By Anshuman Daga
SINGAPORE (Reuters) - Hong Kong is to release armored vehicles belonging to Singapore impounded in the Chinese-ruled city on their way home from military exercises in Taiwan, Singapore said on Tuesday.
Hong Kong customs seized the troop carriers in November. Beijing, which regained sovereignty over the former British colony of Hong Kong in 1997, then warned countries against maintaining military ties with Taiwan.
Singapore's foreign affairs ministry said Hong Kong authorities would release the Singapore Armed Forces' troop carriers and other equipment to the Singapore government but the ministry did not give details.
Hong Kong's commissioner of Customs and Excise, Roy Tang, said in a statement the vehicles were seized because of "a suspected breach of the Hong Kong law".
"Hong Kong Customs has completed its investigation of the suspected breach. The investigation might lead to criminal prosecution," Tang was quoted as saying, while adding:
"The military vehicles and the associated equipment will be returned to Singapore through the carrier."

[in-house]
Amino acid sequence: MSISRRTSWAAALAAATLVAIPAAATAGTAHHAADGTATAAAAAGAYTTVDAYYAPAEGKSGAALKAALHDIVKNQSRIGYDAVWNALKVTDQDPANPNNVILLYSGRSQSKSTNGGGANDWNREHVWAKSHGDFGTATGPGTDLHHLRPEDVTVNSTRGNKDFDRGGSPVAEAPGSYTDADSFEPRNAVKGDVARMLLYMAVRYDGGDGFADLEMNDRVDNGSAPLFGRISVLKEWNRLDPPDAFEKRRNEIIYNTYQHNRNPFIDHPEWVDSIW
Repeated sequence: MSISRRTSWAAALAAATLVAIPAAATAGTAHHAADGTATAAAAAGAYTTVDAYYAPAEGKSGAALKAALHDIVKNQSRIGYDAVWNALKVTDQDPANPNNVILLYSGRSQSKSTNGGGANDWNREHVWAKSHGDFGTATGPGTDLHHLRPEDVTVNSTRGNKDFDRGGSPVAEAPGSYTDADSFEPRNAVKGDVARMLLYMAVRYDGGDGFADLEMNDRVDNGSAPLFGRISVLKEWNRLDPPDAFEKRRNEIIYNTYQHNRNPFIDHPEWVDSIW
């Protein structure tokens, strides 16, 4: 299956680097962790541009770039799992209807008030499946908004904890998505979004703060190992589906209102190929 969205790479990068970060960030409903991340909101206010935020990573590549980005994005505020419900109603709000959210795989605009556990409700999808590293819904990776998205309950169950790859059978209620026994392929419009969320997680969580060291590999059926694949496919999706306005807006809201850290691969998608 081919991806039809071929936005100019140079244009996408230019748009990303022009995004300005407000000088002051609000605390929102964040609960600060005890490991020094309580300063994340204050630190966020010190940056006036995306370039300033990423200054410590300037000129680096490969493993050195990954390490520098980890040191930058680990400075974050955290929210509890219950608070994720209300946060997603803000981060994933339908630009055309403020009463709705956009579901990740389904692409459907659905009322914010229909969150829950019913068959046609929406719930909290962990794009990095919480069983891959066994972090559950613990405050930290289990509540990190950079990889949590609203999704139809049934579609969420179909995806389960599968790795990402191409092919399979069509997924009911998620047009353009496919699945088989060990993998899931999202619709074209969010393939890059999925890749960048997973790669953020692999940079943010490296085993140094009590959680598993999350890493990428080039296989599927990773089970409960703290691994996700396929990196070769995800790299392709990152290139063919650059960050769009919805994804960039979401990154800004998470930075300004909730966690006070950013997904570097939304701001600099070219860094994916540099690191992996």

The seizure of the vehicles came amid mounting regional uncertainty and signs of tension between China and Singapore, which has deepened its security relationship with the United States over the last year and remains concerned over China's assertive territorial stance in the South China Sea.
Singapore and Taiwan have a military relationship dating to the 1970s, involving the use of Taiwan for Singapore infantry training.
Beijing has grudgingly tolerated this agreement since re-establishing diplomatic ties in the 1990s with Singapore, which recognizes Beijing's "one China" policy that says Taiwan is part of its territory.
But China has repeatedly warned Singapore to stay out of the South China Sea dispute, where China's claims overlap with those of Brunei, Malaysia, the Philippines, Taiwan and Vietnam.
Singapore has no claims in the South China Sea, but the open economy of Southeast Asia's biggest port depends on free navigation in the area.
The notification of the expected release of the carriers came in a reply by Hong Kong Chief Executive Leung Chun-ying to a letter from Singapore Prime Minister Lee Hsien Loong, who had requested their return.
"This is a positive outcome," the Singapore foreign ministry said, adding that Lee had replied to Leung to thank him for Hong Kong's cooperation in resolving this matter.
Beijing regards Taiwan as a breakaway province and objects to countries having dealings with it.
(Additional reporting by Venus Wu in HONG KONG; Editing by Clarence Fernandez, Robert Birsel)